How did you hear about it?  This was recommended to me by a friend on Facebook based upon things I had been reading. Also, when I inquired about it at Comic Envy (Asheville’s local comic store), the owner said I would love it and that it is a truly mind-blowing work.

Closing comments:  I am fascinated by mythology, symbols, and archetypes. Also, as a book nerd, I love the transformative power of the written word. “Promethea” has all of this along with beautiful illustrations that transport the reader to Immateria, the place where imagination and creativity rules.

Contributor: Jeff Japp (http://stuffjeffreads.wordpress.com)

Many thanks to Jeff for contributing to What’s That Book !   Be sure to check out Stuff Jeff Reads and his new blog, The Stub Collection, where Jeff shares memories, and ticket stubs, of great concert experiences!

Have you read something you’d like to share?  Consider being a contributor!  Contact bvitelli2009@gmail.com for more information.

Thanks for visiting – come back soon!



What’s up next? Archie: The Married Life Part 2 by Paul Kupperberg

Archie The Married LifeAfter reading Station Eleven, in which a graphic novel is a central part of the story, I was curious about the comic book/graphic novel genre. I only read one comic book series as a girl: Archie, but I’m sure I read every issue. Today I started Archie: The Married Life Part 2. I tried to borrow Part 1 from the library, but it wasn’t available. Since I remember almost everything about the Archie characters and the basic plot lines, I thought I would have no problem jumping into Part 2.

Well, a lot has happened to Archie, Betty, Veronica and the rest of the gang since the 70s, so thank goodness there are plenty of summaries. I’m only about 10% in, but I can tell you that this story is modern and edgy, and complicated! In alternate universes, Archie is married to Veronica in one, and Betty in the other. I’m having fun catching up with my favorite characters and the illustrations are true to the original Archie comic books. I’m starting to understand why this genre is so popular!

Check back soon for my review of this Archie comic. And coming soon on What’s That Book?, guest blogger Jeff from Stuff Jeff Reads will review the graphic novel Promethea.

Thanks for visiting – come back soon!


Station Eleven by Emily St. John Mandel

Station Eleven
Station Eleven

Emily St. John Mandel


In current-day Toronto, Arthur Leander suffers a heart attack onstage during a performance of King Lear. Jeevan Chaudhary is in the audience. He’s a former paparazzo, and now an EMT-in-training and he rushes to save Leander. But there’s nothing to be done. Arthur is dead and as the medics wheel him out, Jeevan notices a young actress, Kirsten Raymonde, alone on the stage, watching in fear.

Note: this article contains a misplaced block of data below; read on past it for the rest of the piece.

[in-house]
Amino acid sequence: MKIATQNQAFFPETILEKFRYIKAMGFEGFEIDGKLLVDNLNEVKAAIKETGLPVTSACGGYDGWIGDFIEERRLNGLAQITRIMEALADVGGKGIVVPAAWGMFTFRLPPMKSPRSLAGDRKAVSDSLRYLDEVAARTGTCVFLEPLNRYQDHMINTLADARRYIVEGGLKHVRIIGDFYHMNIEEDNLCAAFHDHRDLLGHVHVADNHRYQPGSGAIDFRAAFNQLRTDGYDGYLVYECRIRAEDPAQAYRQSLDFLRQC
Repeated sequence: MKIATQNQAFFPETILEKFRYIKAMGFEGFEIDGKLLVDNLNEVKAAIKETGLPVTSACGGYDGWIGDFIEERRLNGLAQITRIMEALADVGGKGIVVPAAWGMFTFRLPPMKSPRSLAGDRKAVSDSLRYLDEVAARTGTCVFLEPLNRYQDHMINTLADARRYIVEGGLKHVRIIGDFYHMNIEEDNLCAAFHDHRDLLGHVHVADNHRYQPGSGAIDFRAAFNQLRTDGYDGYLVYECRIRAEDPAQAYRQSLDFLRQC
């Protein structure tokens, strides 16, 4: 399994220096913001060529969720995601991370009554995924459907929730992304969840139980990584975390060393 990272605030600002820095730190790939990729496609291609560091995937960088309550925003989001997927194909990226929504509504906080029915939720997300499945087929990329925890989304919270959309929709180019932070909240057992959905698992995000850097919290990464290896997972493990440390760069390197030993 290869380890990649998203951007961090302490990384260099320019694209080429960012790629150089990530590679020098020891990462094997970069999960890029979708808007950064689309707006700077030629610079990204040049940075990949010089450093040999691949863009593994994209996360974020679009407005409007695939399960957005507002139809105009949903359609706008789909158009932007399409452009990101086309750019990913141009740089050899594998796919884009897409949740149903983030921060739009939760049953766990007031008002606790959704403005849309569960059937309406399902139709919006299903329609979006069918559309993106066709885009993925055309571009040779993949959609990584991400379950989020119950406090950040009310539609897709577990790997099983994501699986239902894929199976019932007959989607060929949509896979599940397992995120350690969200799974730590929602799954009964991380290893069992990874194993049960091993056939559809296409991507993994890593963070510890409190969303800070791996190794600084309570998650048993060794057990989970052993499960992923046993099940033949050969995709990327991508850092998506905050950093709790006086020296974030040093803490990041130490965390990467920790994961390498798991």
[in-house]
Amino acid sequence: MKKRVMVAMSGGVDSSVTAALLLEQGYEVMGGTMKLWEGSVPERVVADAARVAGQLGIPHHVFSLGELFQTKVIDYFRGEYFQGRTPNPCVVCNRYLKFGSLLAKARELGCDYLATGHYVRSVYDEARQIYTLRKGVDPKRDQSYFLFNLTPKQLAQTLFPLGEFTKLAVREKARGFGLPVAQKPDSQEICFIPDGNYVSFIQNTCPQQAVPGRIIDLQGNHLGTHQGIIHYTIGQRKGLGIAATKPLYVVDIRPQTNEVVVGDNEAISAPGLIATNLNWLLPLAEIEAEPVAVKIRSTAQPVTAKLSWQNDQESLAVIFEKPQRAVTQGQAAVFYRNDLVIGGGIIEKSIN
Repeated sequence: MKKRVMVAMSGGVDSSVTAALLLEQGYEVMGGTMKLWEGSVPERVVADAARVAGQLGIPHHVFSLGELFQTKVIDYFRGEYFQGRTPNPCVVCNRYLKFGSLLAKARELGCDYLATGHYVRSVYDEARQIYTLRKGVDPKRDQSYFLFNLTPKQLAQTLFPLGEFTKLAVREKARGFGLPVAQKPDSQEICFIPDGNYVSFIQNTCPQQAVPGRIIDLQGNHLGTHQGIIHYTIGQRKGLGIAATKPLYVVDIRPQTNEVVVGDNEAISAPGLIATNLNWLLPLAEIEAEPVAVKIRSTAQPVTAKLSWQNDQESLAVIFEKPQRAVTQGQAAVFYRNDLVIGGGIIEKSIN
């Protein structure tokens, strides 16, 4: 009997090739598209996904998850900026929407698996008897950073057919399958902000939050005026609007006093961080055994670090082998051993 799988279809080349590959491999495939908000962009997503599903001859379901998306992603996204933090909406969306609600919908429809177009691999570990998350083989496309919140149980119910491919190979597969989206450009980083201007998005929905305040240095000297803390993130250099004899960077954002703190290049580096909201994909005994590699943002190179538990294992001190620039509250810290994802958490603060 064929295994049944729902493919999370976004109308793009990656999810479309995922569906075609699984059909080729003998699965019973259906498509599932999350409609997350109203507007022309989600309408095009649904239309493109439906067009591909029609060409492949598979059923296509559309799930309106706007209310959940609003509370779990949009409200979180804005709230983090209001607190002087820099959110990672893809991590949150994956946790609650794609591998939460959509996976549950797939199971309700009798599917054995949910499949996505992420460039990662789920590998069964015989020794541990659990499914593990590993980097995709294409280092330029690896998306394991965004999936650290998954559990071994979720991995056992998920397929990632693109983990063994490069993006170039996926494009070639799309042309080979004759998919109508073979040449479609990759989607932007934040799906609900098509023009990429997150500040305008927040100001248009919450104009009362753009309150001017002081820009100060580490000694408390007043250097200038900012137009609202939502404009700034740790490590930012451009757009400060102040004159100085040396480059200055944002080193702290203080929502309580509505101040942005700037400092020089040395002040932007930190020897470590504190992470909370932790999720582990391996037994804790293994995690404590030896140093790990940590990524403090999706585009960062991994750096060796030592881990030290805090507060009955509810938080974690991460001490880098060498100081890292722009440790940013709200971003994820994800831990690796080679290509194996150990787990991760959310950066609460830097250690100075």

That night, a flu pandemic grips the world and takes out 99.9% of its population in a matter of days. Survivors are left in a world without power. No communication, no travel, no internet. Some wander alone, some form communities to protect themselves in dangerous lands.

Kirsten survives. Twenty years later, she is a member of the Traveling Symphony, a group of actors and musicians. When they arrive at St. Deborah by the Water, a community near Lake Michigan, they hope to find their friends, Charlotte and Jeremy. But something is wrong. A woman tells them, “Your friend rejected the prophet’s advances. They had to leave.”

What follows is a series of stories that trace back to Arthur, his life as an actor and his death, the people who knew him and two curious issues of a graphic novel called Station Eleven. These are the elaborate drawings and dialogue created by Arthur’s first wife, Miranda and they describe a damaged space station that’s built like a planet and is hiding deep in space. The planet’s surface is mostly water. Most of its people live trapped in the undersea world, led by Dr. Eleven and all they want to do is go home.

Station Eleven is difficult to describe because it’s the kind of book you just have to read to understand. Mandel describes a post-apocalyptic world in which a dangerous prophet claims that they are the chosen ones and that “everything happens for a reason.” But the story is more than that. It’s a look at people who are forced to change their lives in the most drastic of ways, to build something out of nothing. Some of Mandel’s characters, like Jeevan, have already begun to change. Arthur’s best friend, Clark Thompson, is just beginning to realize how meaningless his job as an expert in changing executives is when the pandemic hits. Kirsten and other younger survivors remember little of their previous lives and do what they need to do. And twenty years later, new parents need to decide what to teach their children. Do they tell them about the world that was? What’s the point?

The book jumps around a lot, but Mandel is good at explaining the connections and before long, the jumps become seamless. And of course, they all lead to the ultimate confrontation between the good and the bad, with a satisfying finish. I like all the pieces in this story. They all work, including the parallel story of the lost space station. I like the hopeful suggestion that most people are good and noble and my favorite part of the book is the description of “The Museum of Civilization.” And I especially like how Mandel introduces Arthur at the end of his life, giving the impression of a man who has failed to achieve happiness or to understand the true meaning of life and love, until the end. Is finding peace and understand okay, even if it’s in the last hour of your life?

A great read – check it out!

Click here for more information about post-apocalyptic books.